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The Pros and Cons of Circle Hooks

by Jim Porter

Probably the best innovation to come along in preserving fish and insuring they live when released is the circle hook. The picture I attached shows you a sample. I was skeptical as heck of this concept UNTIL I TRIED IT. It will blow your mind.

Here's how the circle hook works.

A fish will take the bait into its mouth and start to swim off. If your try to set the hook, you will most likely yank it right out of the fish╣s mouth because of the hook's design. Let the fish run and allow your line to tighten. When the line becomes taut, the eye of the hook will actually clear the mouth, but when the fish continues to swim away the hook will encounter a 'hump' in its path -- the fish's lip structure. The point of the hook, being 'tucked in', so to speak, will slide across any smooth surface, even your hand, and the point is never aligned to catch on anything.

BUT, the rounded lip of the fish, especially in the CORNER of the mouth, will slip into the curve of the hook and the hook point will stick right in. The fish will actually hook itself in the corner of the jaw, IF you let it swim until the line comes tight. Even if the fish swallows the lure or live bait, the hook will USUALLY slide right back up the gullet without hooking the fish. I have been experimenting with circle hooks on shiners, since we usually let the bass swim to a tight line anyway with that bait.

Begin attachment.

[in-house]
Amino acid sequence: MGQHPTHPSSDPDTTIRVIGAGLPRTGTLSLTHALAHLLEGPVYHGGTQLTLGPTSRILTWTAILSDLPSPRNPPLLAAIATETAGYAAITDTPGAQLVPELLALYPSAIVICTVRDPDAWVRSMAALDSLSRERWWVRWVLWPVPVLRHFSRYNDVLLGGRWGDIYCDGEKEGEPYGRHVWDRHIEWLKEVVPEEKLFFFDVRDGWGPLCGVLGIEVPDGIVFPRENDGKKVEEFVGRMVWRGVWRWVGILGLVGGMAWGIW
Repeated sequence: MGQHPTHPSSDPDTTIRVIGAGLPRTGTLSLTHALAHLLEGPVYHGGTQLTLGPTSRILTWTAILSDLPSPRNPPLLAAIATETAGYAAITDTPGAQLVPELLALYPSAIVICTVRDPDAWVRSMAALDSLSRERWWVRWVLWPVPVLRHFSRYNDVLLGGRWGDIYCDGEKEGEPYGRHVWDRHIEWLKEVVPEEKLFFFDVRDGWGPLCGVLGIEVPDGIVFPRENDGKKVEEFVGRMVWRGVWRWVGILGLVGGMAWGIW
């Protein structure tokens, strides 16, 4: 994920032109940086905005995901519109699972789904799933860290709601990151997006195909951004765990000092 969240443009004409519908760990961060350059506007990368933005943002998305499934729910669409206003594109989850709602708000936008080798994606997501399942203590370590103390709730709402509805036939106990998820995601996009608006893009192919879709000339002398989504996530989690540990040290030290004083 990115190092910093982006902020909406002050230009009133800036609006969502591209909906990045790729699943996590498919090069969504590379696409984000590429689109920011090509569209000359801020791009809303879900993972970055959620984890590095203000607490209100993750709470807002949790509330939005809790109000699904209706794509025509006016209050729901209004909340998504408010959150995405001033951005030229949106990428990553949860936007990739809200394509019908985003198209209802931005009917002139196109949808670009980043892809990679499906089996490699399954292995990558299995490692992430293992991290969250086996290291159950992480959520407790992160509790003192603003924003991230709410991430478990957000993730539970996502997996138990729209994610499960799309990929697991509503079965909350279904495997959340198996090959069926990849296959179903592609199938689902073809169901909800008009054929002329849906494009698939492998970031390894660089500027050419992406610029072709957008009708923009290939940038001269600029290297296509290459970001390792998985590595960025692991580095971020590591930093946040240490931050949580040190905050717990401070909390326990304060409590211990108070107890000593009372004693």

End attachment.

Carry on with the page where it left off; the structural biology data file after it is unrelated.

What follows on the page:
It has actually IMPROVED our hook-up percentage and NOT ONE bass has been injured by a circle hook. Not a one has had the hook anywhere except in the lip, with most all being the corner of the jaw. Shiner fishing normally appears to have a HIGH mortality rate because so many take the shiner and hook deep and get throat hooked. Yeah, we cut those hooks off. But, we also had just pulled like heck on a bass with a hook lodged in its soft, vulnerable throat.

The circle hook also works with plastic, but you have to condition yourself NOT to set the hook. When the fish swims away, the hook WILL get the lip. It is almost like a trap you set for the fish. And, it doesn't harm them. There is one type of circle hook to avoid, as it seems to miss hooking up a bit. That one is a circle hook that has the offset in the shank. It is sort of like the Tru-Turn hook offset that is supposed to make the hook rotate. Avoid that style circle hook and go with one that has a straight shank.

Give this some thought and try it. Don't be like me and wait 2 years before you figure out that it really will work.




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